Earlier this week, I attended a meeting at Westminster for Labour's SEN policy review, chaired by MP, Sharon Hodgson, Labour's Shadow Minister for Children and Families.
Mrs Hodgson is herself the mother of a severely dyslexic son so if anyone understands SEN issues, she does. The issue under discussion in this one of a series of meetings, was early identification and provision. Now, Labour's record on SEN isn't stellar, presiding as it did over the closure of so many special schools and the policy of inclusion, which anyone with a real understanding of the needs of children with SEN and disabilities could see just wasn't sensible.
However, now they are out of power they have an opportunity to reassess and this review is seeking to bring together young people with SEN and disabilities and their families and associated professionals to examine the current SEN landscape. The review is also attempting to crystallise opinions on the government's SEN Green Paper and to "work towards a clear pledge of what children and young people with special educational needs and disabilities and their parents or carers should be able to expect from education, health and social care services in identifying and providing for their needs."
Trialling by pathfinder councils of aspects of the Green paper is getting underway, although in Surrey at the moment, it seems there is much up in the air with an abrupt reorganisation of the SEN department and the departure of several senior key figures, including the head of SEN herself, Debbie Johnson. One might ask, who is actually running Surrey's SEN at the moment and how will this apparently major reconfiguration affect the pathfinder?
At the Westminster meeting, around fifty people concerned with SEN were gathered in Committee Room 14, from the head of the NUT, Christine Blower, the CEO of The Meningitis Trust, Sue Davie, councillors, day nursery providers, the leader of the Association of Educational Psychologists, Kate Fallon, other SEN professionals and parents, like me.
All who spoke, did so with great passion and knowledge about the difficulties faced in providing adequate care and appropriate education for SEN and disabled children. This was focused on the problems surrounding the timely identification of children whose SEN might not be immediately apparent, in some cases until they reach Secondary level, such as children with acquired brain injury.
Karen Veitch of the National Day Nurseries Association, said how early intervention may be expensive at first but it was far cheaper in the long run, while Kate Fallon said that the current system tends to mitigate against early intervention.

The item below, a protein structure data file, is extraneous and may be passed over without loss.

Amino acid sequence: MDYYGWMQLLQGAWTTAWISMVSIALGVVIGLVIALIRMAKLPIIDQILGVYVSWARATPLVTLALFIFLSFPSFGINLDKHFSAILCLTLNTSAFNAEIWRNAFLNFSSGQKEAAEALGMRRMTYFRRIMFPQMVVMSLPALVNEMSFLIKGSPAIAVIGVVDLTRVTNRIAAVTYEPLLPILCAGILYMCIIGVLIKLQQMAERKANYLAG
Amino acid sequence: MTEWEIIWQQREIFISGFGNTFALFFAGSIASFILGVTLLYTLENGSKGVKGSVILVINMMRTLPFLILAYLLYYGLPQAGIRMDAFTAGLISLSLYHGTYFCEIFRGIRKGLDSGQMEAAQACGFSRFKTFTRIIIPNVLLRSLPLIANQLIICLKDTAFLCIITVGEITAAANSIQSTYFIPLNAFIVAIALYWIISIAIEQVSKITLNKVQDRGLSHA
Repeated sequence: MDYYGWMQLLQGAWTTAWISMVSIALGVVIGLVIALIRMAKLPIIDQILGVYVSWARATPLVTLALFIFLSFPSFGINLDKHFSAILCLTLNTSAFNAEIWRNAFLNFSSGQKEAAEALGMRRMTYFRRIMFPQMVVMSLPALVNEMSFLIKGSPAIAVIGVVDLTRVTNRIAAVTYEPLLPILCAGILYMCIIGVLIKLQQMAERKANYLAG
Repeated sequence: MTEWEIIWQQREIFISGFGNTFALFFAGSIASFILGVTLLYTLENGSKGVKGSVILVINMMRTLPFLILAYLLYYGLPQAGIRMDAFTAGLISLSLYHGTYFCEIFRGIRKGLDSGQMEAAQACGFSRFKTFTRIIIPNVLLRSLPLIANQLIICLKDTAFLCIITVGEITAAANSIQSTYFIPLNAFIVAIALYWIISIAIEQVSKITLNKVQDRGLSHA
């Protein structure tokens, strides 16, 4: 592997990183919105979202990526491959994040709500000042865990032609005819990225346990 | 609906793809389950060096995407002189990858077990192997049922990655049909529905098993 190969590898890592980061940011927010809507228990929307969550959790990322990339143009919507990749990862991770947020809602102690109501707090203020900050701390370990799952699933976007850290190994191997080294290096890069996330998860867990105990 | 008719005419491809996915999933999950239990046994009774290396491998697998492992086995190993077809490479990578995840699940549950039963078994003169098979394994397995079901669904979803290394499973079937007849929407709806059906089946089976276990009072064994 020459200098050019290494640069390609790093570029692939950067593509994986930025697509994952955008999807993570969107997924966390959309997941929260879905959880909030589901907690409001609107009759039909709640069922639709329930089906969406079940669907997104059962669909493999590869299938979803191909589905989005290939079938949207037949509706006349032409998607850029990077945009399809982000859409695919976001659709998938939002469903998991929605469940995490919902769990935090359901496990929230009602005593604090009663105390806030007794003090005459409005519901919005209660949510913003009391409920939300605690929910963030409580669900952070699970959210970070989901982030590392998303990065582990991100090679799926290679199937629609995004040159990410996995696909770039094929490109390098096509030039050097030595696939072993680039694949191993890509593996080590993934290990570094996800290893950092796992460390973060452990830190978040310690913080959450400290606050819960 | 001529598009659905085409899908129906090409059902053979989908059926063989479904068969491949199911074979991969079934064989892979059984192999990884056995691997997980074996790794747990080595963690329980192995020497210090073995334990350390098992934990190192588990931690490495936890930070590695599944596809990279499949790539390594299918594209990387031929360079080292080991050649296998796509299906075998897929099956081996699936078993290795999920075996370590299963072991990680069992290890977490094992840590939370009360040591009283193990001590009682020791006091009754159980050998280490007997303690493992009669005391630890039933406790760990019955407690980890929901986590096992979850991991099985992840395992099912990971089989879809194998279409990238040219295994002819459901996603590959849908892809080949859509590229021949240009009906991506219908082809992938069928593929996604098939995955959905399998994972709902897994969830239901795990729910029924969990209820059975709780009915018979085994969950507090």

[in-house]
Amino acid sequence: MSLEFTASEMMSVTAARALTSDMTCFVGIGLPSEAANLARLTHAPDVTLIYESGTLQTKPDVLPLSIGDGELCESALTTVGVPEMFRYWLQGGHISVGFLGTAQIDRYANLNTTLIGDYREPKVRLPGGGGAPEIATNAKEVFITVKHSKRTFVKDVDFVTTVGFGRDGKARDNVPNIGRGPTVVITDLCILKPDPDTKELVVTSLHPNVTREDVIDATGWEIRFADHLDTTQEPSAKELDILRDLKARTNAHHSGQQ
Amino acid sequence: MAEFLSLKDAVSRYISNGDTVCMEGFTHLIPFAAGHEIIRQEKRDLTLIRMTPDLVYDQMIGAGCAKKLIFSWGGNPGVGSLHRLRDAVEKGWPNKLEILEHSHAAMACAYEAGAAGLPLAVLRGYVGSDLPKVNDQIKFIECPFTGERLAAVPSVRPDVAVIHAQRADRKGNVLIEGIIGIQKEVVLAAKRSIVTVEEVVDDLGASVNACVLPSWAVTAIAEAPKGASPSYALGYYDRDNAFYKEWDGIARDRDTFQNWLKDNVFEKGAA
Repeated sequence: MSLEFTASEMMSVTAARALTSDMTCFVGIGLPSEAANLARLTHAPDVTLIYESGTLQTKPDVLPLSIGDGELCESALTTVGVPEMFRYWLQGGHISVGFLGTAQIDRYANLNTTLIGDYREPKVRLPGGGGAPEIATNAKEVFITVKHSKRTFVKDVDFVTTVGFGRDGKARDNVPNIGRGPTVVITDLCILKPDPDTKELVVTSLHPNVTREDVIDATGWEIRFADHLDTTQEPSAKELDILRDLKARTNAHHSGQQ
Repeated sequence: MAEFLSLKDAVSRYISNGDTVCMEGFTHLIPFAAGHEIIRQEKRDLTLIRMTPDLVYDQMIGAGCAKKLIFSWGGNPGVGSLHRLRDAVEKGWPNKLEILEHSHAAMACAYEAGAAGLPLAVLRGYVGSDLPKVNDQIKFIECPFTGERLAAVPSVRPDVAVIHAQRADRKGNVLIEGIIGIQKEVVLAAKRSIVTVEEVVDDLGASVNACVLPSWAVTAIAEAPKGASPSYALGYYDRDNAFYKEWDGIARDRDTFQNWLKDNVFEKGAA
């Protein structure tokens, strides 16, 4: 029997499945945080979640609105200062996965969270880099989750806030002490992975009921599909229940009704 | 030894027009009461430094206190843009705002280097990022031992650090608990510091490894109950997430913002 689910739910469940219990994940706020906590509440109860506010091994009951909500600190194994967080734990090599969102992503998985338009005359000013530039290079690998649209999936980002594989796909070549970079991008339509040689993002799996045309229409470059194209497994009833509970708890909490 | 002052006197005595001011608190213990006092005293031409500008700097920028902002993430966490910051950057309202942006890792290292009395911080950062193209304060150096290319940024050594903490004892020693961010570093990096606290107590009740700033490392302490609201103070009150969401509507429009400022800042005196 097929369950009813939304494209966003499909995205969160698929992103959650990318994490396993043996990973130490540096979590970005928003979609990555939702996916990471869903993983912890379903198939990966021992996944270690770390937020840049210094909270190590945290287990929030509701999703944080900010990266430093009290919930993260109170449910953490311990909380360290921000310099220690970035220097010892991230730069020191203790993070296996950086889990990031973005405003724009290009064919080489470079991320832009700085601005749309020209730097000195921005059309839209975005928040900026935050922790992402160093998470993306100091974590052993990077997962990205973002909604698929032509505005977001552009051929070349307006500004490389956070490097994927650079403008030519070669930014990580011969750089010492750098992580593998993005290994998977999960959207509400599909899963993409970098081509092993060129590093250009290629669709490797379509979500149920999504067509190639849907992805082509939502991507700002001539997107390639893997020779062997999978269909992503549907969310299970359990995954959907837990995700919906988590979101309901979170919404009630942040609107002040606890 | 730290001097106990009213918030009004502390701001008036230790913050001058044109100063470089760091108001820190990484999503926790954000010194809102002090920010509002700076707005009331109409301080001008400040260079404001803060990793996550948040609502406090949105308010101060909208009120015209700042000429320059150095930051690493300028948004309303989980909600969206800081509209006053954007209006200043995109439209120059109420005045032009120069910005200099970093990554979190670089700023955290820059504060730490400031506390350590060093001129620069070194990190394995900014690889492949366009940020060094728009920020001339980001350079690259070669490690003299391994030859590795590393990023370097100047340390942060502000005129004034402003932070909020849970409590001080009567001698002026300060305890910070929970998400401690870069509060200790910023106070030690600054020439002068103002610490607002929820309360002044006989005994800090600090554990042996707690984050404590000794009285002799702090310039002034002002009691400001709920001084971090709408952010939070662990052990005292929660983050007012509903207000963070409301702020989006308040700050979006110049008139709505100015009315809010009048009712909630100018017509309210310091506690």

One inspirational mother and daughter team are Nadia Clark and her mother, Katie. Nadia has cerebral palsy and is deaf. She uses a vocal synthesiser to speak, but her indefatigable spirit and intelligence shines through and she soon hopes to go to University. She is the recipient of a Winston Churchill Foundation grant to research alternative methods of communication.
Her mother, Katie, is a woman of great determination and she has worked tirelessly to support her daughter. She spent two years looking for a school that would take Nadia, moving her family across the country to do so. She later formed the parent-carer forum, One Voice Communicating Together and believes the future for SEN & disability services should be about "looking at things differently and more creatively". She stressed, and I thoroughly agree with this, the need for good emotional support for families in the early years, saying supporting parents' self-esteem is vital if they are to be able to be strong for their children.
The NUT's Christine Blower voiced concern over the break up of the schools system and said there was massive pressure on SENCos to work beyond their skill sets. In my own experience, SENCos are also overworked, carrying out several other roles within the school as well.
It will be interesting to see what comes out of the review and I will look forward to reading any published policy that comes about because of it. It was a privilege for me to listen to such committed and dedicated parents and professionals speak so eloquently about services for vulnerable children. I just hope that they are listened to by those who can make a difference at government level.
She is also an experienced broadcast and print journalist & author. Tania also runs a PR, web & social media consultancy, SocialOro Media. She is a Rare Disease & chronic pain patient advocate with Ehlers Danlos syndrome.
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